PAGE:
Thursday, April 14, 2011
After taking a panoramic x-ray of Jack's mouth, our dentist walked into the waiting area, where I was sitting.
"Heidi, I need you to come with me," he said. "I found something on Jack's x-ray."
My heart skipped a beat. Doctors and dentists don't bring you into their offices to chat about nothing, and Dr. Lee's tone was serious.
"You found something?"
"Come. I'll show you. Let's talk."
Fear washed over me as all sorts of thoughts flashed through my head. Once you've had a child diagnosed with a condition like type 1 diabetes, you know just how easily, how suddenly, how surprisingly a diagnosis can strike.
Of course, we will deal with whatever comes our way, but Jack deals with enough already. He doesn't need anything else piled onto his seven-year-old plate.
As we walked into his office, Dr. Lee must have sensed my fear.
"It's nothing to worry about," he assured me. "Jack's fine."
He plunked a print-out of Jack's x-ray on the counter.
"Look here," he said, pointing to some areas, "Jack is missing permanent teeth."
Just as he said that, Jack poked me, interrupting the conversation with "Mom, I feel low."
"Keep talking, please," I said to Dr. Lee. I wasn't going to let a low get in the way of his explanation. I needed to hear more and I needed to hear it then.
I opened Jack's D kit, took out testing supplies, checked Jack's blood, gave a quick glance at the 49 on the meter, whipped out a juice, unscrewed the top, ripped off the seal, handed it to Jack and watched him chug, as Dr. Lee and his office manager watched our diabetic dance and continued to explain that it's not life-threatening, or even problematic, to be missing a permanent tooth or two.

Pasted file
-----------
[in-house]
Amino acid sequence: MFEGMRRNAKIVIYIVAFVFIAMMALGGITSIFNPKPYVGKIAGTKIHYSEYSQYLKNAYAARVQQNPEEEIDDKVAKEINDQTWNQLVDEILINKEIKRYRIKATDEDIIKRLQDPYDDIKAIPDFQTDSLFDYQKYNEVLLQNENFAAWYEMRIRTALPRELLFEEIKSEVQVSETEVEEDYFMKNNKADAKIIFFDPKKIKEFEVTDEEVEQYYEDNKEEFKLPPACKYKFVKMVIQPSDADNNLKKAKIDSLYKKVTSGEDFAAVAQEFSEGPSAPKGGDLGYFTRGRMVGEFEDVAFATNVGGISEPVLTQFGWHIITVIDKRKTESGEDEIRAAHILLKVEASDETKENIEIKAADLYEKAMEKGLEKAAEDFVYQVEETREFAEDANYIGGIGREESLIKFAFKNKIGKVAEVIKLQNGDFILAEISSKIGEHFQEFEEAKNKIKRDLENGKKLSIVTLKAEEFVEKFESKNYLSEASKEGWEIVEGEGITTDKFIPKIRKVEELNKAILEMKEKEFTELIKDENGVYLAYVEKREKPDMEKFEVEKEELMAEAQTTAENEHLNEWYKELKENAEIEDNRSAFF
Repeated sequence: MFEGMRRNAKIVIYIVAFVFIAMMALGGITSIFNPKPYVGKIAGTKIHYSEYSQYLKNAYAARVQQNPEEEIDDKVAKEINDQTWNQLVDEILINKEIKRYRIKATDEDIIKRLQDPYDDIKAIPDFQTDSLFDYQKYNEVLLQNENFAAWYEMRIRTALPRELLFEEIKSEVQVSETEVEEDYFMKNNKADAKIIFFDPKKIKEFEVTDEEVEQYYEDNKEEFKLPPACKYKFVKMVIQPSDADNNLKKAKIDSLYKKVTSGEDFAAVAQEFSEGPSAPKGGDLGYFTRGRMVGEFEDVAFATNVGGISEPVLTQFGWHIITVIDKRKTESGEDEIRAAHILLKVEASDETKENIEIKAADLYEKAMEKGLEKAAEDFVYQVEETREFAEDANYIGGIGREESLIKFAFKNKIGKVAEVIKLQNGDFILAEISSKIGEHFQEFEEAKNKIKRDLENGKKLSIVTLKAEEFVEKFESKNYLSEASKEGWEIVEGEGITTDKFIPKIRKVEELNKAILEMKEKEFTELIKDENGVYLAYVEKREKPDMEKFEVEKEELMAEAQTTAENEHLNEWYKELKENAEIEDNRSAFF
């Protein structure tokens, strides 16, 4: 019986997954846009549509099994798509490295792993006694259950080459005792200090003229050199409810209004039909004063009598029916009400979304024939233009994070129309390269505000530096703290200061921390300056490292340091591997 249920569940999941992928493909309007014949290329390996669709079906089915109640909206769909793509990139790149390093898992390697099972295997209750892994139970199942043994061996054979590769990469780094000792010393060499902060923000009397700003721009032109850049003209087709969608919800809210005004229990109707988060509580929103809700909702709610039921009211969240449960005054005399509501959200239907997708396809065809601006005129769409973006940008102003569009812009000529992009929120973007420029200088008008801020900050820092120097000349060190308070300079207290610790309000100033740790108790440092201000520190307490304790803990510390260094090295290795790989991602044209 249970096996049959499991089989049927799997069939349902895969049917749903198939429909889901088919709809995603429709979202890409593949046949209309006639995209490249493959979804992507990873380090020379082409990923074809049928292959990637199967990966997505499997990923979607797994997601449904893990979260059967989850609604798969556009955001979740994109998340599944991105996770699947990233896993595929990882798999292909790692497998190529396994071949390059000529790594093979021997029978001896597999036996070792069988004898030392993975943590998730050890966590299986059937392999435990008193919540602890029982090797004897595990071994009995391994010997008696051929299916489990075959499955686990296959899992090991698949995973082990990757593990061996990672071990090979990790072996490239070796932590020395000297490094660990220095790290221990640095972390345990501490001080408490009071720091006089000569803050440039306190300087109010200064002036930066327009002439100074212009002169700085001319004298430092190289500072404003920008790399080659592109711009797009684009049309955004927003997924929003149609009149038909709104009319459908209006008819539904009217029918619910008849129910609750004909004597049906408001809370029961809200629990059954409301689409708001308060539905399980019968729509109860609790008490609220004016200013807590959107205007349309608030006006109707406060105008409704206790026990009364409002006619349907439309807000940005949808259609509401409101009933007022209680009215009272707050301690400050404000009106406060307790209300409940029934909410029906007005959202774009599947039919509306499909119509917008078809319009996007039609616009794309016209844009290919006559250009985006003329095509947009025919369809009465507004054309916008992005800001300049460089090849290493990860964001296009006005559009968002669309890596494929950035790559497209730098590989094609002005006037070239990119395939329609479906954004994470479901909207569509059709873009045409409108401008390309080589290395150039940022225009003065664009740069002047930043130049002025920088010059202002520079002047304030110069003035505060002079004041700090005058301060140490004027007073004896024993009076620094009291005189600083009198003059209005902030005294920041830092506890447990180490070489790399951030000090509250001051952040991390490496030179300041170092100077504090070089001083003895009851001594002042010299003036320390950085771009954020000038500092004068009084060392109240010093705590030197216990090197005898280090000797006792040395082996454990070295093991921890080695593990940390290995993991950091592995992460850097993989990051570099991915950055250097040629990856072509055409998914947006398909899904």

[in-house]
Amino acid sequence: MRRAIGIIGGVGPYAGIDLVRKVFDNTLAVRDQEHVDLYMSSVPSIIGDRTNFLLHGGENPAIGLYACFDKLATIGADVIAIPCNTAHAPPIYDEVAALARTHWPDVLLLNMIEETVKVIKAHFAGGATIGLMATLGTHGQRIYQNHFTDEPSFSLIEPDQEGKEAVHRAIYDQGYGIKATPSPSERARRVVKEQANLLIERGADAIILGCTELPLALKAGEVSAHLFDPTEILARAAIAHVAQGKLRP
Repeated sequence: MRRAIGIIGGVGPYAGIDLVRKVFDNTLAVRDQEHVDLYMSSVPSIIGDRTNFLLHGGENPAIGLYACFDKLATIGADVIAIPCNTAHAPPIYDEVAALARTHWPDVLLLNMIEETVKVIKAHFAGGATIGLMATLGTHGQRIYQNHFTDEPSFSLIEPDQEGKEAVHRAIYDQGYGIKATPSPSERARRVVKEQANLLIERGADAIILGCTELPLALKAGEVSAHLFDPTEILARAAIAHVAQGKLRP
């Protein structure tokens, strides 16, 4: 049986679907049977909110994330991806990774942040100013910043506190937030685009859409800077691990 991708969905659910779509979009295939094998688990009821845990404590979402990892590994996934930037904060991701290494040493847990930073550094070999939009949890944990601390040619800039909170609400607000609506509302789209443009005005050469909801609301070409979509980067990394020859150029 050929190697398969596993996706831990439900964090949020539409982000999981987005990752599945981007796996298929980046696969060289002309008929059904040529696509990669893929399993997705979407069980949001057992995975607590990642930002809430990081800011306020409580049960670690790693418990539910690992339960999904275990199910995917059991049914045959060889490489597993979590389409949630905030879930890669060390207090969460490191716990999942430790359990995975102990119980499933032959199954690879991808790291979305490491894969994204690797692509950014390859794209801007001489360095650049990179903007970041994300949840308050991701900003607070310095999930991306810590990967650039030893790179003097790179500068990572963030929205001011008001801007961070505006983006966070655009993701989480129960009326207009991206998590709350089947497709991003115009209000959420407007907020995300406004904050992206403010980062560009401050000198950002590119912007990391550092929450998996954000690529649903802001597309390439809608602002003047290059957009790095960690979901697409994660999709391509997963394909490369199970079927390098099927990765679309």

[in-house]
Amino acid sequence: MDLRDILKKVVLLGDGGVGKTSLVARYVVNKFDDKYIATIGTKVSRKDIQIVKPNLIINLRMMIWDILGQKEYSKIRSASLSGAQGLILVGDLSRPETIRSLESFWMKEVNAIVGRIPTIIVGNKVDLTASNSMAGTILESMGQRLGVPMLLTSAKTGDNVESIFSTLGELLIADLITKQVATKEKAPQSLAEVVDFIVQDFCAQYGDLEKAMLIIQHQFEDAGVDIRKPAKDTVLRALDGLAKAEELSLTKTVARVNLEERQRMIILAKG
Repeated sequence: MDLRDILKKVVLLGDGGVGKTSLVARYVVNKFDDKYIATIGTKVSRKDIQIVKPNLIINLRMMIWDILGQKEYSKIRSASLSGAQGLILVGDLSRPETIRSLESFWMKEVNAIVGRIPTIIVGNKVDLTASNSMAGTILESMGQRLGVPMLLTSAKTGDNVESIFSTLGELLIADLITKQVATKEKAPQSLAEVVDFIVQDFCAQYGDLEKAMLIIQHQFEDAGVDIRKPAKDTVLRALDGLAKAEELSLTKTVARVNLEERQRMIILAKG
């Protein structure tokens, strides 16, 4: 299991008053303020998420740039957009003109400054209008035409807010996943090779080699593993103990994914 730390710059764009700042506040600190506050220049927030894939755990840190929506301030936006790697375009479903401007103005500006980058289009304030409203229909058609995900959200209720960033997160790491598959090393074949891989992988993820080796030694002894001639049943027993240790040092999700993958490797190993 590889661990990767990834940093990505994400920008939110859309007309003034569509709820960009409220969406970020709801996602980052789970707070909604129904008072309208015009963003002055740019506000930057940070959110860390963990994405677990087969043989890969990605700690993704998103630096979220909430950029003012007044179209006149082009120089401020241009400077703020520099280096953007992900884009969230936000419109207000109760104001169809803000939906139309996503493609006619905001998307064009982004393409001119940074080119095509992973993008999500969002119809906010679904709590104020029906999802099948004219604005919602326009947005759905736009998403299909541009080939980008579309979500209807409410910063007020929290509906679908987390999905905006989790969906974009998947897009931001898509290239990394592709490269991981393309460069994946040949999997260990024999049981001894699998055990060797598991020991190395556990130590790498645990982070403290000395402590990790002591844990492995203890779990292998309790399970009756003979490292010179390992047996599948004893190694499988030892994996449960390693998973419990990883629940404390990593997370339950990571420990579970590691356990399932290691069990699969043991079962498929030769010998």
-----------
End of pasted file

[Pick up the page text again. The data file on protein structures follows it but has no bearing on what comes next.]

Tears stung my eyes, as I multi-tasked, listening and learning about one condition while treating another, the other which is often problematic and which holds the potential to be life-threatening.
"Man, you guzzled that, Jack!" Dr. Lee exclaimed, bringing a little levity to the conversation. "How'd you drink that so fast?"
"I'm used to it," Jack said matter-of-factly.
"Well, you know what?" Dr. Lee asked. "You and I have something in common. We're both missing permanent teeth."
Jack looked perplexed. "We are?" he asked.
"We are, and you know what else?"
"It's not a big deal. It just means that we need to take extra special care of those baby teeth, because we want them to last, and when and if you need orthodontic work, your orthodontist will need to take them into consideration."
We talked some more with Dr. Lee and then left to head home. During the drive, as I thought about the news we'd just received, I felt immense relief and gratitude. Tears stung my eyes again. This time, they were tears of joy, because this new finding is "not a big deal." If only all findings were "not a big deal"...